New Delhi: Even as a Lok Sabha committee probes the cash for votes allegations in the 22 July trust vote that gave a new lease of life to the ruling Congress-led Union government, a new study shows that, in the last decade, at least one-fifth of the country’s electorate was paid cash for their votes.
The numbers rise among the rural poor, who are relatively more vulnerable to such cash inducements.
According to the study, conducted by the Centre for Media Studies (CMS), a not-for-profit research firm, almost one in two voters in Karnataka, where assembly elections were held in May, had taken money for voting or not voting.
However, the share of voters is higher among the voters in the so-called below the poverty line, or BPL, category: 73% in Karnataka while the national average is 37%.
“It is the mother of all corruptions. This is the beginning of the vicious circle of corruption in our society today. The voter who took money to elect his representative does not realize how much more bribe he has to pay annually to avail what is entitled for him,” says N. Bhaskar Rao, chairman of CMS.
“The bribe money varies from state to state. It may be Rs100-150 (a voter) in some states and it can go up to Rs1,000 in some constituencies,” said Rao, adding that the CMS study refers to only cash bribes, not the value of liquor or other material inducements being doled out during election campaigns.
The national survey sampled 18,000 voters in 18 states and 23,000 voters spread over all the Indian states.
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Explaining the methodology for the study, Rao said CMS used a perception, experience and estimation method to arrive at its conclusions. “Not many will admit they have been bribed to cast their vote,” he said. “But, in confidence, they would let you know if they knew someone who has taken money.”
CMS spotted this trend, which Rao says is worsening every year, while analysing recent voting patterns in various states.
The Centre is finalizing its larger study on the “patterns of bribing” in elections.
While money has always played a role in Indian elections of all sizes and shapes, the increasingly brazen use of wealth to garner votes is a major concern to the Election Commission, the autonomous body that conducts Indian elections and a body that has generally failed to curb the use of non-overt use of monetary inducements in elections.
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In an article in The Hindu on 31 May, chief election commissioner N. Gopalaswami disclosed that the total value of cash, liquor and other non-cash objects used for bribes that were seized across Karnataka during the run-up to the May polls was around Rs45.5 crore.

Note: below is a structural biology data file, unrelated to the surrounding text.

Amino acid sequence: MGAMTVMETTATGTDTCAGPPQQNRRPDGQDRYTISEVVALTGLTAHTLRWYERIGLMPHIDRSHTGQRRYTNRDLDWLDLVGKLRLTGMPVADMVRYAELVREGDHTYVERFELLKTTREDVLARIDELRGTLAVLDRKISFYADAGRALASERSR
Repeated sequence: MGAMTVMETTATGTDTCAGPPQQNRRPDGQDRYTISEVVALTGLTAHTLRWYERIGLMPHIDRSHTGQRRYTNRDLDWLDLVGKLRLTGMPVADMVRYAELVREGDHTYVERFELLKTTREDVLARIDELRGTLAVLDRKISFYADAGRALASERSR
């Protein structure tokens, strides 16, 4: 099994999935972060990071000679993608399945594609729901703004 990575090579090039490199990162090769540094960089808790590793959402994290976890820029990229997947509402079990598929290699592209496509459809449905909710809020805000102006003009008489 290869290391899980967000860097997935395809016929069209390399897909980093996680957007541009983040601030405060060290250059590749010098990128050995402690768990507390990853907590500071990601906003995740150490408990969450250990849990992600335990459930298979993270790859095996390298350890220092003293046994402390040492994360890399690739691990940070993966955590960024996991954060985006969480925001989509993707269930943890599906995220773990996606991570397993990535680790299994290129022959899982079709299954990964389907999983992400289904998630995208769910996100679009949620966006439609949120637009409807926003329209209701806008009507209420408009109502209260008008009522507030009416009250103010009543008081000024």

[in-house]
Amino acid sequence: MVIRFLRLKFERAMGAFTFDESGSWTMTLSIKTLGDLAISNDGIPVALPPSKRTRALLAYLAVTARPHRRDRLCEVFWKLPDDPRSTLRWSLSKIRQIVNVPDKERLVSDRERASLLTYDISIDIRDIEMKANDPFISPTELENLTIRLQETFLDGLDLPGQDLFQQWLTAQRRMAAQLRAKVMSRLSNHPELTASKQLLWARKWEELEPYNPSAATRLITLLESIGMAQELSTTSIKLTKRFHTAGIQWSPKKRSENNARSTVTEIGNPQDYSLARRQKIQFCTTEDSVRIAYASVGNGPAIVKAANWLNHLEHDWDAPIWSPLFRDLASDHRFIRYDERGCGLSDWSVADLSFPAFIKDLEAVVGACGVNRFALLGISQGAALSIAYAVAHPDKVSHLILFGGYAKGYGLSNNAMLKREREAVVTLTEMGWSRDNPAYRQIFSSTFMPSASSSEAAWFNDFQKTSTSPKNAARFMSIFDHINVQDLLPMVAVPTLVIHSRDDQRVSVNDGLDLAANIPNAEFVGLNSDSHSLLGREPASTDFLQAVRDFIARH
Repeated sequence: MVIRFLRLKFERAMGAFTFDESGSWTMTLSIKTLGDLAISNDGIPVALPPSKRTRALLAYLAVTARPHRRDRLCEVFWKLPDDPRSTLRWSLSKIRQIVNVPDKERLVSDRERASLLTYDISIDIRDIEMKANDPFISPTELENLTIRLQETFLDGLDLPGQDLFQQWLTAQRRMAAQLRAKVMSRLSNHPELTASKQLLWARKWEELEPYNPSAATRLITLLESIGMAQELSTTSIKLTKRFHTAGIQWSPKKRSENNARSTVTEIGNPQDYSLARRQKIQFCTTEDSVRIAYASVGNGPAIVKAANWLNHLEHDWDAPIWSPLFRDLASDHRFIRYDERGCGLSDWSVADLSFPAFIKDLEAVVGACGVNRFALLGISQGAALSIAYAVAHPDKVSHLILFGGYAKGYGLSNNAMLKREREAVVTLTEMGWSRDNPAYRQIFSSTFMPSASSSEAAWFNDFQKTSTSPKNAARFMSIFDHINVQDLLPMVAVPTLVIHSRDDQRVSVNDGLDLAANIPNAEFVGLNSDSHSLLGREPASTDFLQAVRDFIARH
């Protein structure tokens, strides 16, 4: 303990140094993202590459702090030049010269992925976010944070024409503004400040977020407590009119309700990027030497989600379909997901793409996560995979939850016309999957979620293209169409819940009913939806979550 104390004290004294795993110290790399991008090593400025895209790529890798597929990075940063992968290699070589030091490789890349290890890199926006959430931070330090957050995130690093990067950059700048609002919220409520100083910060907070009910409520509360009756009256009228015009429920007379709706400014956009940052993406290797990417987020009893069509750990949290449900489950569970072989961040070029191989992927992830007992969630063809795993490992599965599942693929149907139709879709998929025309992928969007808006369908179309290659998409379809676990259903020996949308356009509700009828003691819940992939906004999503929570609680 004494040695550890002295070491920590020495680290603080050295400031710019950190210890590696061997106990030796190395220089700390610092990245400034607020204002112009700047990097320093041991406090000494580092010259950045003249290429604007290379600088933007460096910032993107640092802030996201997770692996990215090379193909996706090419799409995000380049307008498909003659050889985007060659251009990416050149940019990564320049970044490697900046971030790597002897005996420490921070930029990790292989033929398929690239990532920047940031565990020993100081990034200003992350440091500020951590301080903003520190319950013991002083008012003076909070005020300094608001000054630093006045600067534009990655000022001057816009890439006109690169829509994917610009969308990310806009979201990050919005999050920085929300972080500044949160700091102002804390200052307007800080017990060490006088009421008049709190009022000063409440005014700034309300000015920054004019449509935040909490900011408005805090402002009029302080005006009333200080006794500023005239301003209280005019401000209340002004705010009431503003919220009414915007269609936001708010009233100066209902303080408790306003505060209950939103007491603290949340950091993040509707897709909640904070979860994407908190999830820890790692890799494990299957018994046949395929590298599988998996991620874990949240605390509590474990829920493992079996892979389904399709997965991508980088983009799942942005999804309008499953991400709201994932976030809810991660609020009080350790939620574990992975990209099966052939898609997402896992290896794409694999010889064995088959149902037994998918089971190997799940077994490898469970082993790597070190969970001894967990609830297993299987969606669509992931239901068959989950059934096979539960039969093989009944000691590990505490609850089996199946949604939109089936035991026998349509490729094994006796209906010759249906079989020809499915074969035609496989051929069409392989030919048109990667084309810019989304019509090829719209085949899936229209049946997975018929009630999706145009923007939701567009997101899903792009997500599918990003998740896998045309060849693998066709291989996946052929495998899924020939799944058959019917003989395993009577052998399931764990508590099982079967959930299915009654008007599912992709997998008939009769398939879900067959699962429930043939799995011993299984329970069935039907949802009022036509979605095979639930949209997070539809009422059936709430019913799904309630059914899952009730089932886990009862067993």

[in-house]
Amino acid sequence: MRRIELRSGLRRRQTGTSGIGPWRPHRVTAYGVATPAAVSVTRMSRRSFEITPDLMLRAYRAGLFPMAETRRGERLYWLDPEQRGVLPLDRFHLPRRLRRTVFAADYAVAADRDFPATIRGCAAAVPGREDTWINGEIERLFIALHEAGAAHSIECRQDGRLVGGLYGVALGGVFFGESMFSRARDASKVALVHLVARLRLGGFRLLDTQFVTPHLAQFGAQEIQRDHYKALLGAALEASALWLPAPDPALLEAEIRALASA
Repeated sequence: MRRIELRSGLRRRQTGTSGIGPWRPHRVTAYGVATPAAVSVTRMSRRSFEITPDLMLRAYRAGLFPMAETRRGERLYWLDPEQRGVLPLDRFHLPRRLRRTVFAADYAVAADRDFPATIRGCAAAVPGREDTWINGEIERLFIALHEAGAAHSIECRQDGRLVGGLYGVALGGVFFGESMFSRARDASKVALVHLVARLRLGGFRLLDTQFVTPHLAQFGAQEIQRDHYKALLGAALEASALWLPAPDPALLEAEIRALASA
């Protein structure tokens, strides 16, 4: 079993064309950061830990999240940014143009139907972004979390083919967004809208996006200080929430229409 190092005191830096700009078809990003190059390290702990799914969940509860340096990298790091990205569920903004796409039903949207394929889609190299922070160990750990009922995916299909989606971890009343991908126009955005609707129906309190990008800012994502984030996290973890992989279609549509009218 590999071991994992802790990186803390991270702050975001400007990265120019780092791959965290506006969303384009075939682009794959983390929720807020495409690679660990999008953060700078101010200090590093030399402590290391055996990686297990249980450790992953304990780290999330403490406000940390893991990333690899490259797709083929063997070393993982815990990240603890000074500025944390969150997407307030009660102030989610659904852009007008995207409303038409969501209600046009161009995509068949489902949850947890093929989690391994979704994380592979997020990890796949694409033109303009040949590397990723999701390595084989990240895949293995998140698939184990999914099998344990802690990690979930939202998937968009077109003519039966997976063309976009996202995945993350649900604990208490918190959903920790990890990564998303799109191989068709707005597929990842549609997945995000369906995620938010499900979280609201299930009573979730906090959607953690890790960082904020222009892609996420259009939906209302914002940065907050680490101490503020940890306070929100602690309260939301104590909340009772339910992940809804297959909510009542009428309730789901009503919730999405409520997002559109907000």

He maintained that he had never come across such a precedent in the four years he spent on the poll panel.
Election Commission officials couldn’t immediately be reached for comments on the CMS findings about how much cash was being paid for votes.
Admitting that money played a major role in Karnataka election, B.K. Hariprasad, a Rajya Sabha MP and a Congress party general secretary, said: “It is sad for the democracy. Democracy will lose its essence of genuine choice.” The Congress party lost to the Bharatiya Janata Party (BJP) in the elections.
According to some political party leaders, one candidate in any Lok Sabha constituency of an Indian metro city often spends up to Rs2 crore in an election, while it is about Rs1 crore in a semi-urban constituency and Rs60-80 lakh in rural constituencies.
The numbers, however, sharply vary from constituency to constituency and various election periods.
“It is less in rural constituencies of Bihar, Uttar Pradesh and Madhya Pradesh,” says a BJP member of Parliament who didn’t want to be named.
Several politicians claimed they have no choice but to induce voters.
“Many voters are also looking up to candidates who spend money for them. They consider a rich candidate before a poor party worker, even if the latter is a genuine candidate. Poverty could be one reason for it,” said a senior Congress leader, who did not want to be identified.
Prakash Javadekar, spokesperson for the BJP, says he would like to believe that voters mostly go by their “heart” in big elections.
“It is true that money is being paid in various forms and it is worrisome,” he said. “In civic body elections, where a small number of voters matter, the candidate tends to buy the voters.”
Javadekar claims this, however, “is not feasible in Lok Sabha elections. Our own experience is that when there is a battle between dil or dollar (heart and money), heart always wins.”
According to the CMS study, Tamil Nadu and Madhya Pradesh, which is due to go to elections later this year, follow Karnataka in the list of the states where the voters have been bribed with cash to cast their votes. While 34% of voters were paid cash in Tamil Nadu, it was 33% in Madhya Pradesh and 31% in Andhra Pradesh and Bihar. In a somewhat surprising estimate, only 29% of BPL voters seem to be bribed with cash payments in Madhya Pradesh, as opposed to 94% in Andhra Pradesh and 23% in Bihar.
About 18% of BPL voters were bribed in West Bengal, while it was 8% in Kerala.